After the storm, our eyes fall into these empty hands and roll across the wreckage around us until they are soaked in the sludge of charred remains. 

Only this silent plea between us now, strong and invisible; and time no longer ours, and in the dark hours before dawn, it may echo an inquiring trinity, Love, will you make the world here again? and then Hear, again and Love, here.

Nets

To catch and release, in good company.

Imagination loves a circle, perhaps because these are hooped like fishing nets for catching the galaxies swimming ever wider, above and below us. 

Friend, help me remember to let whatever knowns I manage to forage keep company with the wildly proliferating abundance of unnamed and undiscovered worlds suspended like invisible solutes in this glass and scattered like weeds along the walkway and around the floor like loose socks and cat fur, and in the back of cabinets like forgotten condiments long past their moment, so that I might continue to discover that behind the bright surfaces of the best I have found, these underbellies still dark with silence. 

It will be good to walk together and return them, tossing wide arcs into the turbulent waters of these sacramental tides everlasting though ordinary time, that each temporary finding may rediscover it’s secret affinities in those depths. What a process, to bear a human heart from its bottomless nowhere to its forever paths, each crashing an infinity with the next wave––out, out, out.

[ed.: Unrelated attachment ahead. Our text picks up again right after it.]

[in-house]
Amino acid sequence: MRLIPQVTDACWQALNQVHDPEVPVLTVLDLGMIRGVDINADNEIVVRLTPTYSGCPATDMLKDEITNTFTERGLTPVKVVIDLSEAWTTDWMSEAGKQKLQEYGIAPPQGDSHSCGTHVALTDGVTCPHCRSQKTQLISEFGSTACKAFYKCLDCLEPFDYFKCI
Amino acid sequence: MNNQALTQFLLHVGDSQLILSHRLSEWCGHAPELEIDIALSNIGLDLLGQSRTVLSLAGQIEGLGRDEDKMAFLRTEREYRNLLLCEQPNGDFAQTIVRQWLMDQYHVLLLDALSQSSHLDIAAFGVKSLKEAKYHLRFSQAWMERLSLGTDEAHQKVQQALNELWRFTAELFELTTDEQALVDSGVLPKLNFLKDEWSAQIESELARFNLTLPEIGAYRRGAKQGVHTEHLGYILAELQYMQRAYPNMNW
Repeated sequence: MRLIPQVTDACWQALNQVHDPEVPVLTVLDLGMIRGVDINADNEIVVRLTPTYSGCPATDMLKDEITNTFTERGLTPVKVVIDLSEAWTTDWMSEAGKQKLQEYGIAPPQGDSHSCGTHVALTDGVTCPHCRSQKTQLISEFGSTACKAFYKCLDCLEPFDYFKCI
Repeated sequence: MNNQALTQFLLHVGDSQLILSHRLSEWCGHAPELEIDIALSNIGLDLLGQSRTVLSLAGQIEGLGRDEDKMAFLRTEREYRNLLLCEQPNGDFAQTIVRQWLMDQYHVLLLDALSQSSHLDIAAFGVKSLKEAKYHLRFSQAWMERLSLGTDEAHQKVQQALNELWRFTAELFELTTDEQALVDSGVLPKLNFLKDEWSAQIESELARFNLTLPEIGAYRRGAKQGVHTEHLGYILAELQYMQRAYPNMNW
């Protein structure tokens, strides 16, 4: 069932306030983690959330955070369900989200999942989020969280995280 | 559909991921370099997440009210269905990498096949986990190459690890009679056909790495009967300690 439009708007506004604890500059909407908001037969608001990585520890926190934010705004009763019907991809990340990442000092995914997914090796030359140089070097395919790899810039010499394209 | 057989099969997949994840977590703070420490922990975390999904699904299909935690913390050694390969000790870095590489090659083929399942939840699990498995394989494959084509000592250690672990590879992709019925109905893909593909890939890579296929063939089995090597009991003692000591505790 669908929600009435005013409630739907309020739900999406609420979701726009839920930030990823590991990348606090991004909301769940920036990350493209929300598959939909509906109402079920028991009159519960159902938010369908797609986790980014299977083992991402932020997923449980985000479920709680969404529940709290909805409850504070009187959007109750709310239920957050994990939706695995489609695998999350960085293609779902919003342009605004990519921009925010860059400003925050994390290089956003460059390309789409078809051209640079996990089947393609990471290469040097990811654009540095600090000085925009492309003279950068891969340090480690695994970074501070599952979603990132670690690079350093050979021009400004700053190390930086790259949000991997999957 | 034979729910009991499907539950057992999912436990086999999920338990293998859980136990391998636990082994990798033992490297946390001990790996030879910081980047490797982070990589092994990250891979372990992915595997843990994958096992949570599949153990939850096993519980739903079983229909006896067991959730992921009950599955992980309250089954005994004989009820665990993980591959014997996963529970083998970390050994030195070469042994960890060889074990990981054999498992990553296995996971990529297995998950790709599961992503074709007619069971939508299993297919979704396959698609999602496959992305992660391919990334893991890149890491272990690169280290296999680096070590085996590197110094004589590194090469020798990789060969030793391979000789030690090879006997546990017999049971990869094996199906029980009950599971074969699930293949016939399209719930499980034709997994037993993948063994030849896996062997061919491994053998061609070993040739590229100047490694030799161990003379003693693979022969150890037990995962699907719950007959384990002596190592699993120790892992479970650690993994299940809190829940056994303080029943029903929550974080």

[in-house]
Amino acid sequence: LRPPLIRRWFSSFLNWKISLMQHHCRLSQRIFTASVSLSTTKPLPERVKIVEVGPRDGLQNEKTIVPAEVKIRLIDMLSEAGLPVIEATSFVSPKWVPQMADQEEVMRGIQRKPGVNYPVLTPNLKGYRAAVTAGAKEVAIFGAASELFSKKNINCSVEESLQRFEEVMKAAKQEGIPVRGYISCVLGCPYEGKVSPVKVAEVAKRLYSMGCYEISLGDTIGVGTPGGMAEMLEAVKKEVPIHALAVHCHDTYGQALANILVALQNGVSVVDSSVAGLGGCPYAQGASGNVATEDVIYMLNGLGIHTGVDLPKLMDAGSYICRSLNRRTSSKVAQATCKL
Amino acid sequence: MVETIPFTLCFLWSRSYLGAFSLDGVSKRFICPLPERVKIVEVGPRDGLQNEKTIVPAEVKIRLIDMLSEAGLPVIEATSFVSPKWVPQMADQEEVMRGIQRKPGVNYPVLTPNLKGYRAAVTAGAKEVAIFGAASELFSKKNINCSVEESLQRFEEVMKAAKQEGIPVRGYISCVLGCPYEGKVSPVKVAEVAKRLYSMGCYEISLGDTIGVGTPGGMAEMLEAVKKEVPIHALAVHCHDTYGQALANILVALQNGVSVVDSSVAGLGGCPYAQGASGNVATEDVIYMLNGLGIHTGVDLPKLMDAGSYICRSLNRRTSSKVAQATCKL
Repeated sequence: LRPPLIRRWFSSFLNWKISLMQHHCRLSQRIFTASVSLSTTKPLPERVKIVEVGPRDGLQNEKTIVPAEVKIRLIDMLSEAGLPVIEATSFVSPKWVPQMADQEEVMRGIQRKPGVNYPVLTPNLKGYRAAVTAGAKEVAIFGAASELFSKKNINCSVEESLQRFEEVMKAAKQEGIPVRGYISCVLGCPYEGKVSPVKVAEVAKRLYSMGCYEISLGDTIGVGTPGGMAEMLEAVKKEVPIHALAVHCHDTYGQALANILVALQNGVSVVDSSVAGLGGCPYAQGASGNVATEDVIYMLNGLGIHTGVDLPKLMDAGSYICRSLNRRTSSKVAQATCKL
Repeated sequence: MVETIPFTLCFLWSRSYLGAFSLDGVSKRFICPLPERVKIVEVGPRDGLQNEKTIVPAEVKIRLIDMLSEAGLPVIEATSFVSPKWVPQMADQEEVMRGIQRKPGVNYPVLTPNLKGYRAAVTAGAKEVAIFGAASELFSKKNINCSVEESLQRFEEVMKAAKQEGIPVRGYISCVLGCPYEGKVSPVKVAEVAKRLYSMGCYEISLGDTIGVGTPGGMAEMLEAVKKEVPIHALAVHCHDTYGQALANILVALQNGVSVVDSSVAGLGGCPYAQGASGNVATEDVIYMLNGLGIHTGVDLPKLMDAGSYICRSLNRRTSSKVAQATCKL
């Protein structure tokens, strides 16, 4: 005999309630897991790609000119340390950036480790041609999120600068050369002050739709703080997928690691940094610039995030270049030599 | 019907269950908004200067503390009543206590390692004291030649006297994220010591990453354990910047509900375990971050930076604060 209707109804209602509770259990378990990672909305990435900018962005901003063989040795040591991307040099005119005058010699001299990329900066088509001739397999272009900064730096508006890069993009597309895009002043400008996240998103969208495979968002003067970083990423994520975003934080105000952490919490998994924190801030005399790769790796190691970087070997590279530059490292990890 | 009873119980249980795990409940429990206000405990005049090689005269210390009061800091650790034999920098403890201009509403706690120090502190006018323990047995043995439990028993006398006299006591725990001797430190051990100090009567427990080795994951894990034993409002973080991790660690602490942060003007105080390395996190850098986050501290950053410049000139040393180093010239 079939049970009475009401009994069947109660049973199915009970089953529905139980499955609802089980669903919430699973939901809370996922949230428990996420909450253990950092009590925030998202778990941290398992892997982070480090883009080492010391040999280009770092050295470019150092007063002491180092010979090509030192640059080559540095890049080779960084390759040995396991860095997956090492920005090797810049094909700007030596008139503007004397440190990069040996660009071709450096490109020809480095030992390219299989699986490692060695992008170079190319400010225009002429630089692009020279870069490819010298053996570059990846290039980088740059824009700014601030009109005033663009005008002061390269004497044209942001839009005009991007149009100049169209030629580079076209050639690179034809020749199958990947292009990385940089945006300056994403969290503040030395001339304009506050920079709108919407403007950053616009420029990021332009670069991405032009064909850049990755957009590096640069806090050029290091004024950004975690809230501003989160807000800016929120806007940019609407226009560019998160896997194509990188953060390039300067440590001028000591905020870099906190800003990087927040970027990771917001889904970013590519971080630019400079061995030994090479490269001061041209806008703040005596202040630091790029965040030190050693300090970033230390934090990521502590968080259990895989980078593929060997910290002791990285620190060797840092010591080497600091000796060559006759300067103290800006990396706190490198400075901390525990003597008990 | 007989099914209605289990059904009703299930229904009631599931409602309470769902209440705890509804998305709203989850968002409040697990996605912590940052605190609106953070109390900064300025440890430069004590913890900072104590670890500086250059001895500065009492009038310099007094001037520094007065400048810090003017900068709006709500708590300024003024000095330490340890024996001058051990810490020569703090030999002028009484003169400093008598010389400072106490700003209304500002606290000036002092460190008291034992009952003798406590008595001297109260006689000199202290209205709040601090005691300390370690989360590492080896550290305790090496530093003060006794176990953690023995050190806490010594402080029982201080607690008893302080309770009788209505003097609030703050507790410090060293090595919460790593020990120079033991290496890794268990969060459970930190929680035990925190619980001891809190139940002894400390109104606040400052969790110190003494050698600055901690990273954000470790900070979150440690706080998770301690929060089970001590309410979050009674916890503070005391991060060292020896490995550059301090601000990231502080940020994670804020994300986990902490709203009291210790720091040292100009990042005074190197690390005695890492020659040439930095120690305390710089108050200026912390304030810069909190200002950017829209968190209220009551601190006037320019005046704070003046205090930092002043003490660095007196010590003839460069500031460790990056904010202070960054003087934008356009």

Magnificat

Song for the unseen.

Let’s remember to hold one another in this moment, reveling in the possibility that what really is, is still invisible. And may we never forget––our dead, our not yet living, and the true purpose of these wild hearts. To celebrate what seems utterly worthless in this world, including everyone bearing witness to the unseen, those other dreamers and the lonely and those crazy fools on the corner––and in the next room, and in the mirror, and all the tiny creatures underfoot and hanging on in the distance. The strongmen and the celebrated seem to hold the world in their fists, but they will lose and be lost amid those who have nothing. Let us remember this always, to remain empty, seeking home with others, hands open and ready to receive what comes––yesterday, today, and tomorrow––not to keep and hold